A. Crop Yields
1. Great disparity between countries
a. Wheat Production:
Pakistan = 2.1 metric tons per hectare
Germany = 6.9 metric tons per hectare
b. Corn Production:
India = 1.6 metric tons per hectare
U.S. = 7.1 metric tons per hectare
c. How could production in these countries be
“Green Revolution” 1970’s
The introduction of high
yielding varieties of wheat
and rice in Asia doubled or
tripled yields… but with
environmental and social
Increasing the World’s Food Supply..How?
2. Genetic Manipulation: GMO’s
(Genetically Modified Organisms)
a. Increased yields
b. Decrease the need for pesticides
c. Neutracueticals
Environmental consequences
Increasing the World’s Food Supply..How?
3. Land Area
1. Land surface = 25% of the earth, the rest
is water, polar icecaps
2. Africa and South America have the
largest areas of potentially arable land.
a. Africa currently farms 20% of its
potentially arable land.
b. South America farms 10%
Increasing the World’s Food Supply..How?
Land Area …continued
The U.S., Canada, Australia and New Zealand have
about 1 billion more acres that could be farmed.
a. Land will only be farmed if it becomes
economical to do so
b. Water availability plays a large role in
determining farm land’s productive capacity
c. Ecosystem degradation and environmental
World population increased by 30% from 1975 –
1990, but land area used to support that population
increased only 3.6%
Food from the Sea
1. Aquatic products are a very important
food source in Japan, Norway, Spain,
Iceland, Portugal and Southeast Asia
2. However, fish make up only 1% of the
world’s caloric intake and only 6% of all
3. Long-term plans for “Farming the Sea”
will do little to solve world hunger
Increasing the World’s Food Supply..How?
History….Malthusian dilemma
1. Reverend Thomas R. Malthus, writing in
1798 gained fame for what he called the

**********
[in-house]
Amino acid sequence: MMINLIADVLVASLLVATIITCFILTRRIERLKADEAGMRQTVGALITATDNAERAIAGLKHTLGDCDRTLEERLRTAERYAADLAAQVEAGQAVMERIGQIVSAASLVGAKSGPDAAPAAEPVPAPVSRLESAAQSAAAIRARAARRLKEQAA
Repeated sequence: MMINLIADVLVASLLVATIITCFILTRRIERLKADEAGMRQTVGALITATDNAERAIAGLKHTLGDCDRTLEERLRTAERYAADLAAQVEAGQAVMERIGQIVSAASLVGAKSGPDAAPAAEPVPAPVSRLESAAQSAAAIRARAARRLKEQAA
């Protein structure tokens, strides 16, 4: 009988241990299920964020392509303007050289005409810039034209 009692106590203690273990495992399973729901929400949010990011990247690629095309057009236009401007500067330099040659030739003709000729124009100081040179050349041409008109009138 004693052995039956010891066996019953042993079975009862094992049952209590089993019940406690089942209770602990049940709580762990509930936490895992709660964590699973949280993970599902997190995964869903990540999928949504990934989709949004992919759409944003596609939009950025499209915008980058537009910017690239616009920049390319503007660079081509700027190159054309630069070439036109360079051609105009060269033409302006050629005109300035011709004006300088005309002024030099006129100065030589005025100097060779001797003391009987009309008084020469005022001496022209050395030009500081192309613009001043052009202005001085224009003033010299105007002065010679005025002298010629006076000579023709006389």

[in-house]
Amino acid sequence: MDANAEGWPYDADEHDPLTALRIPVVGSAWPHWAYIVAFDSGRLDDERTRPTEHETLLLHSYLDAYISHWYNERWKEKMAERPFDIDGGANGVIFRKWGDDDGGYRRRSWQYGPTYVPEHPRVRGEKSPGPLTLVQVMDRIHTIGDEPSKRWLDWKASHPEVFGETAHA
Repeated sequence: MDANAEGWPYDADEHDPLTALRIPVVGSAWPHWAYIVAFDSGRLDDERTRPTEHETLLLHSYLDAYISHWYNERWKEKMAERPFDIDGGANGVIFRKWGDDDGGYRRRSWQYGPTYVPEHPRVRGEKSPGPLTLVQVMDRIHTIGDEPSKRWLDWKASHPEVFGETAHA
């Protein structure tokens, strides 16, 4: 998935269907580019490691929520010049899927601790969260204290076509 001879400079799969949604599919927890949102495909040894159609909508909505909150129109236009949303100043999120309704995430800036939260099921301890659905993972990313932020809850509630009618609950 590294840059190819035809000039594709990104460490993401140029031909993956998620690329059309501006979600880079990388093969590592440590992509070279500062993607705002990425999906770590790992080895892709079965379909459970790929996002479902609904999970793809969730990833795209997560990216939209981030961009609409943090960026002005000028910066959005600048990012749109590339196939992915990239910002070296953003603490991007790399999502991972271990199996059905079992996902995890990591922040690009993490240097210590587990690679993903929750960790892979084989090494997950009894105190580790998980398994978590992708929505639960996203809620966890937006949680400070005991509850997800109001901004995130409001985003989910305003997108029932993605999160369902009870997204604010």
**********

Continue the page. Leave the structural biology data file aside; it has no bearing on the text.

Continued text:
“principle of population”
a. His concept was that food supplies could
only increase arithmetically but
populations would increase geometrically
b. Economic principle based on the “Law of
Diminishing Returns” – increasing labor
to a fixed amount of land
Malthusian dilemma … continued
c. 200 years later – both population and food
supplies have increased geometrically – Why?
Increasing land area for food production – after his
prediction (1798)…North America’s potential for
food production was not known
1920’s increase in mechanization
1960’s application of scientific principles to
agriculture (plant breeding, irrigation, plant
Looking into the Future
A. As economic growth occurs, populations transition
from agricultural (high fertility, large families, high
mortality) to industrial (the world’s richest countries
have stable or shrinking populations)
1. Fact – World birth rates are decreasing but the
population is increasing because people are living
B. Crucial question “How will food issues be dealt with
in the future?” Political leverage, Economic Control?
C. Developing uncultivated land i.e. Rainforests, tends
to lead to environmental degradation and loss of
species variability
D. Raising crop and livestock yields - technology
In Class Writing Assignment
 What factors would support the notion that man is doomed
on planet earth?
 What factors might change or what changes might occur
that would circumvent the above question?
 What should the people of developed nations do to help
stem starvation in under-developed areas of the world?
 Why is simply providing technology to under-developed
areas of the world not the right answer?
 Where do you see the greatest potential in solving the issue
of food shortages with a growing population on earth?